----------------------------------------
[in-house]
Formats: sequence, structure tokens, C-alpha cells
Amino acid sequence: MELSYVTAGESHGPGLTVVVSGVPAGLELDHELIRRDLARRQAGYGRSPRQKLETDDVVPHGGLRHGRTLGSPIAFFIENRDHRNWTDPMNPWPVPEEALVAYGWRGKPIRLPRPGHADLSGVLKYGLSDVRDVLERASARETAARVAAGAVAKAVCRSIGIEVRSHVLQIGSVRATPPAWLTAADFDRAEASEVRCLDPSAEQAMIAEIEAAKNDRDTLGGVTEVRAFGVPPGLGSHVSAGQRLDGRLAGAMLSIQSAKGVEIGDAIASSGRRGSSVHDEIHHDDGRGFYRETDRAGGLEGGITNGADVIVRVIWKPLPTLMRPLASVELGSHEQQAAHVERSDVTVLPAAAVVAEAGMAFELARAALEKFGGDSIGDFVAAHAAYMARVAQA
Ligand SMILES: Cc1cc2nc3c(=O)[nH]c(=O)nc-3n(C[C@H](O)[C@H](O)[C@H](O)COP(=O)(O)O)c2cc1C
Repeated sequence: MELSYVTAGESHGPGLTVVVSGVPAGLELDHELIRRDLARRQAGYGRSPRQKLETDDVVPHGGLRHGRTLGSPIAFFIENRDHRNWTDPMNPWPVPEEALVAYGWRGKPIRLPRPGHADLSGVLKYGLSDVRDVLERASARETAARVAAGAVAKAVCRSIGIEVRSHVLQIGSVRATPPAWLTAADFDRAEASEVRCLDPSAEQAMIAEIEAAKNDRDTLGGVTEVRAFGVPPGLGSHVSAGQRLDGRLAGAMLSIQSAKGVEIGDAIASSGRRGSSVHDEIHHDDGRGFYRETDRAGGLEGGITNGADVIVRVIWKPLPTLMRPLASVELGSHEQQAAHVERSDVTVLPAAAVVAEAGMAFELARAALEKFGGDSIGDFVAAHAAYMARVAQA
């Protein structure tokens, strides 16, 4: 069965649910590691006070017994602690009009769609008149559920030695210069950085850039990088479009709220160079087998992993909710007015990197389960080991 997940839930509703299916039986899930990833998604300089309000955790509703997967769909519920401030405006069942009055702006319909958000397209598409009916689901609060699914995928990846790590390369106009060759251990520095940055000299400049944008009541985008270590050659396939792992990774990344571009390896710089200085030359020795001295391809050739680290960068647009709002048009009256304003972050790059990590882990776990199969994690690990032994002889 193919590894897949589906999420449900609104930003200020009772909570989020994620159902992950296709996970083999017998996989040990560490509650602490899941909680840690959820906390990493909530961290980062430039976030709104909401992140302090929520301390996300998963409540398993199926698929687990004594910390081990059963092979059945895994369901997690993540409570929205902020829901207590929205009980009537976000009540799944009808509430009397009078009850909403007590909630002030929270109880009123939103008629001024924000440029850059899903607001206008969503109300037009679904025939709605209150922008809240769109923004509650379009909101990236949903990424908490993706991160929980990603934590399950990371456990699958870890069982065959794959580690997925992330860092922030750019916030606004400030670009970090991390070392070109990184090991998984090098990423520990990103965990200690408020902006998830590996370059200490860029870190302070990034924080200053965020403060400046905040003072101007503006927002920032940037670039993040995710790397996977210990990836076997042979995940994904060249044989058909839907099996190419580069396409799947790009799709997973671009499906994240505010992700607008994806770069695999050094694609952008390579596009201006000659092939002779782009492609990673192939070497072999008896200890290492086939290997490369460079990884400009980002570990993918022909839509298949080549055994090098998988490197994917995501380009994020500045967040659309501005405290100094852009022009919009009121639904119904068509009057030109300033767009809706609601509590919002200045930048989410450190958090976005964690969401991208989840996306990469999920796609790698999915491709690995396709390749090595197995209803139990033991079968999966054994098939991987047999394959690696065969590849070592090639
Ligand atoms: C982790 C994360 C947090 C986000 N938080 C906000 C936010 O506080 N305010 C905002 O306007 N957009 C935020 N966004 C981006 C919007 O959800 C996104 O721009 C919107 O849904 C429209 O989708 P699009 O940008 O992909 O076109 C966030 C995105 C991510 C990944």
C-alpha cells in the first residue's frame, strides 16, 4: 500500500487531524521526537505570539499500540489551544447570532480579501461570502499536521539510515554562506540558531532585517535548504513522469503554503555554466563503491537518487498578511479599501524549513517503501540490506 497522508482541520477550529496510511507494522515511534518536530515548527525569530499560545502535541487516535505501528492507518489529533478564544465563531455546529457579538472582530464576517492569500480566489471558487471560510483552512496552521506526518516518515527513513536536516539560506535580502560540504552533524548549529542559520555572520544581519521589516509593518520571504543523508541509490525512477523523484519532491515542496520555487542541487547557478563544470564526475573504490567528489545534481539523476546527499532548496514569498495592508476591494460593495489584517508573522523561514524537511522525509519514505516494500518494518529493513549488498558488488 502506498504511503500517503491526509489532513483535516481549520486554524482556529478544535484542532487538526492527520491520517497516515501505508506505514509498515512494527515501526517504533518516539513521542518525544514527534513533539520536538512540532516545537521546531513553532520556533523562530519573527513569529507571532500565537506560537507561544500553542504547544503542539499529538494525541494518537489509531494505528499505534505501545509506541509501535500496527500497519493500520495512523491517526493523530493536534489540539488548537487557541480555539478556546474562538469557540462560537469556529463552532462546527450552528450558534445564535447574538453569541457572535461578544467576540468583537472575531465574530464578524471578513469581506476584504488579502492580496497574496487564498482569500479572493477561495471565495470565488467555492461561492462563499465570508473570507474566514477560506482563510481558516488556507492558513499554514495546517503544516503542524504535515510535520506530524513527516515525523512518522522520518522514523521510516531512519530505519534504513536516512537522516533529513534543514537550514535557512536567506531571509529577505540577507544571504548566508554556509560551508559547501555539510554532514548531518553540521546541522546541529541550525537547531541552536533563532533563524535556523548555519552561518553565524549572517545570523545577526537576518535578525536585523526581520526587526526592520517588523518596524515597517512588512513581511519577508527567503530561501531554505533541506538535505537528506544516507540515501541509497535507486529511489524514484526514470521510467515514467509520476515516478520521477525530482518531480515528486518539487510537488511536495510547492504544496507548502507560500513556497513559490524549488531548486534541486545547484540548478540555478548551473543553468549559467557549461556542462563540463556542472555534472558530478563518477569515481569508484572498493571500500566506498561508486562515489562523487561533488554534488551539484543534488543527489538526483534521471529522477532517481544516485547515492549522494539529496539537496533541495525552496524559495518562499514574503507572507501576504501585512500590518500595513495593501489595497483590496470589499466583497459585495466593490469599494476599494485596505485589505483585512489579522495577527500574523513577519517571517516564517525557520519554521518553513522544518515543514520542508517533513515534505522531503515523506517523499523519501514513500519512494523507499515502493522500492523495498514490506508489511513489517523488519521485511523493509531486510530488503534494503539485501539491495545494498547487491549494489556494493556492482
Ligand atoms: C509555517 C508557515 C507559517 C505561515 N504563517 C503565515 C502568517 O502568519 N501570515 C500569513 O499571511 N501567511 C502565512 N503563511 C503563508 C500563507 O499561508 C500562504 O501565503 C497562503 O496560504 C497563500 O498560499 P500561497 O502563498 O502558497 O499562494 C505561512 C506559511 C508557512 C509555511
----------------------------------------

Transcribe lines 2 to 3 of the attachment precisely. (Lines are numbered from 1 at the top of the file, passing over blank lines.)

Formats: sequence, structure tokens, C-alpha cells
Amino acid sequence: MELSYVTAGESHGPGLTVVVSGVPAGLELDHELIRRDLARRQAGYGRSPRQKLETDDVVPHGGLRHGRTLGSPIAFFIENRDHRNWTDPMNPWPVPEEALVAYGWRGKPIRLPRPGHADLSGVLKYGLSDVRDVLERASARETAARVAAGAVAKAVCRSIGIEVRSHVLQIGSVRATPPAWLTAADFDRAEASEVRCLDPSAEQAMIAEIEAAKNDRDTLGGVTEVRAFGVPPGLGSHVSAGQRLDGRLAGAMLSIQSAKGVEIGDAIASSGRRGSSVHDEIHHDDGRGFYRETDRAGGLEGGITNGADVIVRVIWKPLPTLMRPLASVELGSHEQQAAHVERSDVTVLPAAAVVAEAGMAFELARAALEKFGGDSIGDFVAAHAAYMARVAQA